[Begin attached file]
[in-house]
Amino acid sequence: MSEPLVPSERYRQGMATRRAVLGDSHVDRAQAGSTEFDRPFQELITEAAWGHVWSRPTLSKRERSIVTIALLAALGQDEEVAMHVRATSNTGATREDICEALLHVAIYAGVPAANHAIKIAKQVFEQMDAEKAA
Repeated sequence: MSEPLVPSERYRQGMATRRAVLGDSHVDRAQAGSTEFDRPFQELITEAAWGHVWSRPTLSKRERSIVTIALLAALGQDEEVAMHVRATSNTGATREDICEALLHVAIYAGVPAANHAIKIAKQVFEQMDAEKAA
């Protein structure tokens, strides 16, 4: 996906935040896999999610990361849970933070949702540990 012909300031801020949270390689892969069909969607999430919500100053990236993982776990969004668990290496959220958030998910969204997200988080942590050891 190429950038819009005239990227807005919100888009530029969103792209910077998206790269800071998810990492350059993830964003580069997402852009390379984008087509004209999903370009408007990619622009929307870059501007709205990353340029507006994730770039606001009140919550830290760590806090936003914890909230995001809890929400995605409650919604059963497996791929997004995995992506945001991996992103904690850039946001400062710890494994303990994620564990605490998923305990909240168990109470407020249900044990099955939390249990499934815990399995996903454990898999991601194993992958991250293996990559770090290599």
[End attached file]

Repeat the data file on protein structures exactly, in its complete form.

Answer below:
[in-house]
Amino acid sequence: MSEPLVPSERYRQGMATRRAVLGDSHVDRAQAGSTEFDRPFQELITEAAWGHVWSRPTLSKRERSIVTIALLAALGQDEEVAMHVRATSNTGATREDICEALLHVAIYAGVPAANHAIKIAKQVFEQMDAEKAA
Repeated sequence: MSEPLVPSERYRQGMATRRAVLGDSHVDRAQAGSTEFDRPFQELITEAAWGHVWSRPTLSKRERSIVTIALLAALGQDEEVAMHVRATSNTGATREDICEALLHVAIYAGVPAANHAIKIAKQVFEQMDAEKAA
């Protein structure tokens, strides 16, 4: 996906935040896999999610990361849970933070949702540990 012909300031801020949270390689892969069909969607999430919500100053990236993982776990969004668990290496959220958030998910969204997200988080942590050891 190429950038819009005239990227807005919100888009530029969103792209910077998206790269800071998810990492350059993830964003580069997402852009390379984008087509004209999903370009408007990619622009929307870059501007709205990353340029507006994730770039606001009140919550830290760590806090936003914890909230995001809890929400995605409650919604059963497996791929997004995995992506945001991996992103904690850039946001400062710890494994303990994620564990605490998923305990909240168990109470407020249900044990099955939390249990499934815990399995996903454990898999991601194993992958991250293996990559770090290599």